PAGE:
If you’ve shopped around for guitar strings lately, you know the variety is staggering! How can anyone pick the strings they will truly love? It’s disappointing to go to the work of putting on a new set and finding that you liked the sound of the old set better, even though they were dull and worn out.
One important thing to remember about choosing guitar strings is that you need to get strings that are designed for your type of guitar. If you are playing a classical guitar, for instance, you must get classical guitar strings. They are generally made of nylon instead of the steel blends used on a basic dreadnought or other acoustic. If you put the wrong type of strings on your guitar, you can cause physical damage in several ways. For one thing, you might have to hollow out the slots the strings go through. More importantly, you will not have the appropriate level of tension on the neck, which can lead to neck problems that can be hard to correct.
It’s also important to know whether you need loop ends or ball ends. You can tell this by seeing how the strings fit on your guitar. Most basic acoustic guitars take ball end strings. These don’t necessarily have a “ball” on the end, but they do have a little piece of metal that keeps the string in place.
Strings come in different weights, ranging from extra light to heavy. Medium weight strings are used by many professionals and have more volume than lighter strings. Lighter strings are easier on the fingers, however, and are often preferred by beginners. To try different strings to pick your favorites, it’s recommended that you choose the weight you prefer, and then try different materials within that weight.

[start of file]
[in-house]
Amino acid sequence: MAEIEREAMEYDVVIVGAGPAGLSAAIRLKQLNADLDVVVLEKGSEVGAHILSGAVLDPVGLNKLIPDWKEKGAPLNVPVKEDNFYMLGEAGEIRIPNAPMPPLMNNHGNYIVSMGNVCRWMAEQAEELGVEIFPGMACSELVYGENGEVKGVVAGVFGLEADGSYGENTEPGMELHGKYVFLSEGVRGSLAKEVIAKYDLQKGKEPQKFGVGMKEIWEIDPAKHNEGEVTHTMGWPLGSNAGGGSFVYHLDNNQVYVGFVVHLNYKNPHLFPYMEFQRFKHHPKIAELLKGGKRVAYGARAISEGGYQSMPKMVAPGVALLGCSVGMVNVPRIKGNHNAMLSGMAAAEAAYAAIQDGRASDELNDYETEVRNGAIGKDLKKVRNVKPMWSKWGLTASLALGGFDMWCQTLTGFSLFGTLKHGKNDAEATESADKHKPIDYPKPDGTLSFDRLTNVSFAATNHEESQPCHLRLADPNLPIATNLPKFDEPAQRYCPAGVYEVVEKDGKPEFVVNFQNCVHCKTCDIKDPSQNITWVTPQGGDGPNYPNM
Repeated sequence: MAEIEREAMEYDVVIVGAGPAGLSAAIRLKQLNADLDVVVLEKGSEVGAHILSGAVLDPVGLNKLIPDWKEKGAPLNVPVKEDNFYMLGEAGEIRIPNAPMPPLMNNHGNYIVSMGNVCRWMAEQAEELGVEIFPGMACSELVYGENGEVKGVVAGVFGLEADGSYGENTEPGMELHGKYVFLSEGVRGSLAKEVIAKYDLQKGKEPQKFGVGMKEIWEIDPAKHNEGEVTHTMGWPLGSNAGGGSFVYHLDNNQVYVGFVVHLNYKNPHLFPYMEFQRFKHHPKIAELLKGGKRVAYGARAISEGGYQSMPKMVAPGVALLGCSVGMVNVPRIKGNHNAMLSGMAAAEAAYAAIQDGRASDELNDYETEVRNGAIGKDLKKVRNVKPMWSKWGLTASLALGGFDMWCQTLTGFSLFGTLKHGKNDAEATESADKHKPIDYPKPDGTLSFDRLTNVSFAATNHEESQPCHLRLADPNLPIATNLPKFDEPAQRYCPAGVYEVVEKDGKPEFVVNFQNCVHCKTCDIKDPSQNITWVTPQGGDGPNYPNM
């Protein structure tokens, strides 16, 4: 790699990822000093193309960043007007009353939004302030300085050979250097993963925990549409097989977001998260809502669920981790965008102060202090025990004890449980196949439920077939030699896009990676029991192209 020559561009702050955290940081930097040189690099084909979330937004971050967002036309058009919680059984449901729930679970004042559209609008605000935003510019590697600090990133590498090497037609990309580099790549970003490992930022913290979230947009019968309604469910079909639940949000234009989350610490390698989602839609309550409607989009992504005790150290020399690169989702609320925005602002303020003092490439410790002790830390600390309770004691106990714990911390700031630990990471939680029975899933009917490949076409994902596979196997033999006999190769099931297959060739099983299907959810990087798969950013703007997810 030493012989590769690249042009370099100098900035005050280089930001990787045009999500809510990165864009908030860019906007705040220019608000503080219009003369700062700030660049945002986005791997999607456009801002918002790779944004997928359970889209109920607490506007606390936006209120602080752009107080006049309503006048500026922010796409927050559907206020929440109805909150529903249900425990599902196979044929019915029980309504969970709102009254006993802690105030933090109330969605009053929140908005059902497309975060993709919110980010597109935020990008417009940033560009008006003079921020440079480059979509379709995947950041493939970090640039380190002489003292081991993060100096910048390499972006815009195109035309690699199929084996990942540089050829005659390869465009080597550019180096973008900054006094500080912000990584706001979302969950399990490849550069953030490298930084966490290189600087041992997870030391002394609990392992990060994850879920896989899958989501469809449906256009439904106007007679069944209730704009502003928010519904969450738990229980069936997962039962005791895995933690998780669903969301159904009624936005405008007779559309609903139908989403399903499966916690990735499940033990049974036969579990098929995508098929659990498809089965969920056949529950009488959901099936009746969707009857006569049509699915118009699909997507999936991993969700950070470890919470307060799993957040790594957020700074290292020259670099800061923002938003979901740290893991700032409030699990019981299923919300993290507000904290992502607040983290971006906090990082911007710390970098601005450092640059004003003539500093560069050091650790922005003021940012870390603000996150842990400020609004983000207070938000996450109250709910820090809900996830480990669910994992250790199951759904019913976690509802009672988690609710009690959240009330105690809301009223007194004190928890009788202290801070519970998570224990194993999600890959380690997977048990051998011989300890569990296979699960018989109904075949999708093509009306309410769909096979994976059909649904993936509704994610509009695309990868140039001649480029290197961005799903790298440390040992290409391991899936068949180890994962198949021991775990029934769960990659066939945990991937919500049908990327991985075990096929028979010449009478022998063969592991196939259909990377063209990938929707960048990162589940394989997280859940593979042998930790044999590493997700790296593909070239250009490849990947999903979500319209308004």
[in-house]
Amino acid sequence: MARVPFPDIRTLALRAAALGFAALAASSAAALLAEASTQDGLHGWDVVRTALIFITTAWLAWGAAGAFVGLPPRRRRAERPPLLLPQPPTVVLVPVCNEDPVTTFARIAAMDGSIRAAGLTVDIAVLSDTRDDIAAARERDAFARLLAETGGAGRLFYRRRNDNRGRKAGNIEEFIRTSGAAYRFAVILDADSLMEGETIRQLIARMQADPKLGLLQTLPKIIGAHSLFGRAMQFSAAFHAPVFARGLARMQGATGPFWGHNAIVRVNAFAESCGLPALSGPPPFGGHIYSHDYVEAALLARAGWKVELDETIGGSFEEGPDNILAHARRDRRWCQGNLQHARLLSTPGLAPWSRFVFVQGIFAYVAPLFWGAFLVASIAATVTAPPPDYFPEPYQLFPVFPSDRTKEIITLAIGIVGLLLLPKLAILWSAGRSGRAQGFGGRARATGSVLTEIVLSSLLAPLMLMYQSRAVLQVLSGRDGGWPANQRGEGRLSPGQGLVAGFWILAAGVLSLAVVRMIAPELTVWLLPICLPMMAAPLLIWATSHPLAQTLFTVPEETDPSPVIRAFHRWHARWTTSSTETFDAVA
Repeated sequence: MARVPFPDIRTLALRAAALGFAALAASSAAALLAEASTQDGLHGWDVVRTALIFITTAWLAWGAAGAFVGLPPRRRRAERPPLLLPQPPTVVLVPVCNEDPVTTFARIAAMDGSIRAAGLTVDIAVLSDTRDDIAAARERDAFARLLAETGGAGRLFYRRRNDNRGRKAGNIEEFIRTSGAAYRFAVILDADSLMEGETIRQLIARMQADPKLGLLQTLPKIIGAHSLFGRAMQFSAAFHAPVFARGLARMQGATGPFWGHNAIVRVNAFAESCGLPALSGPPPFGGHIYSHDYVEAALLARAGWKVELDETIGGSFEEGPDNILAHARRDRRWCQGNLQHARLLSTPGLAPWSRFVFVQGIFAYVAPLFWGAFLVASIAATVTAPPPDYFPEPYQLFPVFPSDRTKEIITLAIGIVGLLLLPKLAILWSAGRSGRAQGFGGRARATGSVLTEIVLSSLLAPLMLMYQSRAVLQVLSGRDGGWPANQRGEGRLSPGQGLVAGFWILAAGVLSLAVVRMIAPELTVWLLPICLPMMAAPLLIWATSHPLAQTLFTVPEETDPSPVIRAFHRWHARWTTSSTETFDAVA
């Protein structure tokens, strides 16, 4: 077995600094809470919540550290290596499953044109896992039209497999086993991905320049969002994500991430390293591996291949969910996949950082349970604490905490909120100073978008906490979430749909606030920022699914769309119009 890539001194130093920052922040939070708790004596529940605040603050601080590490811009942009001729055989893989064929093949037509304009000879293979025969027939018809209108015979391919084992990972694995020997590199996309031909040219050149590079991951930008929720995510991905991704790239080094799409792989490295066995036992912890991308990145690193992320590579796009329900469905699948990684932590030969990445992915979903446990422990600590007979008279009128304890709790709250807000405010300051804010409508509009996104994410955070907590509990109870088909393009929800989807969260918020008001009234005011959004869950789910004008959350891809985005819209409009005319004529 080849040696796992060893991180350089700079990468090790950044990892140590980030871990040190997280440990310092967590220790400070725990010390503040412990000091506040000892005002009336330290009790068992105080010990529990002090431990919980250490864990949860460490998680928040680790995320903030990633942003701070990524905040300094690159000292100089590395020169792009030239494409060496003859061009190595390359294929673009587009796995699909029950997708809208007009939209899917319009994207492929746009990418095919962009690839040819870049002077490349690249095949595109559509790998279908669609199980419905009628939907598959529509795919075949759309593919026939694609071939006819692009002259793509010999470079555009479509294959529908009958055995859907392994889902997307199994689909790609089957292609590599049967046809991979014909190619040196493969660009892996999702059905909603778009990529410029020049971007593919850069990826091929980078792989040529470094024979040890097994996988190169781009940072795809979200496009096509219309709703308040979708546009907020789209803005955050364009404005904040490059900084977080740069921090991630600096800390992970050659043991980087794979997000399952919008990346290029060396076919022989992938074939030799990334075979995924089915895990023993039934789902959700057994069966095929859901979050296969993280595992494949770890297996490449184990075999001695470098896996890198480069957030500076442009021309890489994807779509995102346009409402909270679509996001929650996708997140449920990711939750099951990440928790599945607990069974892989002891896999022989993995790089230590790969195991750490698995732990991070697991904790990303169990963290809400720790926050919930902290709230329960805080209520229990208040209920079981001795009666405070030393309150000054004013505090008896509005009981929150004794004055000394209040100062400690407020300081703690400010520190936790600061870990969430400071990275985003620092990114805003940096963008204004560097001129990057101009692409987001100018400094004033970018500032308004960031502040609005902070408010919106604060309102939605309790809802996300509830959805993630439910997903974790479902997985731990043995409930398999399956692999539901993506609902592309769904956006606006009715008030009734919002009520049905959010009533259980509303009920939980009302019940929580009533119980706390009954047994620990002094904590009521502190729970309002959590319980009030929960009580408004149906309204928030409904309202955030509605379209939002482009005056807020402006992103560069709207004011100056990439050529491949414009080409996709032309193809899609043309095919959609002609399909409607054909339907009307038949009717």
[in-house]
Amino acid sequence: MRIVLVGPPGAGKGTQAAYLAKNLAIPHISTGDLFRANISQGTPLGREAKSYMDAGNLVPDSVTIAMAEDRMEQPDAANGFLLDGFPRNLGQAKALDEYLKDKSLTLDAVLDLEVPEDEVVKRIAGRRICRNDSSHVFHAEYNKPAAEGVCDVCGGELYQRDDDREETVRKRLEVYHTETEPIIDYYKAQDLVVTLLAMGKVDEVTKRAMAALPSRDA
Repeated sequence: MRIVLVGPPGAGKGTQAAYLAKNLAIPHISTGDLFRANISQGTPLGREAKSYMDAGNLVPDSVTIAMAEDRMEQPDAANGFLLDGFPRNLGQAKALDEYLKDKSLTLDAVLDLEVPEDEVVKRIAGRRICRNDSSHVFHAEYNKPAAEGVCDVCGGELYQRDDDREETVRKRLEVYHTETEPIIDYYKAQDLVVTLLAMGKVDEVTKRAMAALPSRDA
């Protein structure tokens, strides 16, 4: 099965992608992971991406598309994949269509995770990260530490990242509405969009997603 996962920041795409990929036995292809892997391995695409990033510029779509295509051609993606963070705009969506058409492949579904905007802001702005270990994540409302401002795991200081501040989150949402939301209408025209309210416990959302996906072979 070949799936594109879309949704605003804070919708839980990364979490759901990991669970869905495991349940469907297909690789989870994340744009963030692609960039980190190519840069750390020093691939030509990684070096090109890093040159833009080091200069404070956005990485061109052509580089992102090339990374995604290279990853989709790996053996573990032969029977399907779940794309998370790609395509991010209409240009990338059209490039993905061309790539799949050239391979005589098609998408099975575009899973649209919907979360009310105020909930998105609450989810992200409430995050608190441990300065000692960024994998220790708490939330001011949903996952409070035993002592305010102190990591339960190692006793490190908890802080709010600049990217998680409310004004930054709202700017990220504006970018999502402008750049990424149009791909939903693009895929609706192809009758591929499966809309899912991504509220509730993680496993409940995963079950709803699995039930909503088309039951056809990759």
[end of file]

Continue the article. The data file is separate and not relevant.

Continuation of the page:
Phosphor-bronze strings are very common, and are usually the type of strings placed on new guitars from the factory. Bronze strings are a similar option. Both of these types of strings have a “bright” sound, although the phosphor bronze variety tends to be a bit brighter. The brightness of new strings wears off after a while. Some guitarists like the strings better without the new sound, and others change strings frequently to get the new sound.
Coated strings are strings that are coated with a thin flexible material to make the strings more durable and easier on the fingers. They are reported to last as much as three times longer than the non-coated strings, but they cost about three times as much. These strings, made by a variety of manufacturers, have less brightness to the sound. They are a popular option for those who don’t like to change strings very often.
Typically, guitar strings should be changed after 30 hours of playing. Frugal people play on strings until they break, but this method won’t give you the best sound. Also, you can bet it will be your high E string you will break, and you’ll probably have to buy an entire set in order to get a replacement, anyway, so you might as well change them all.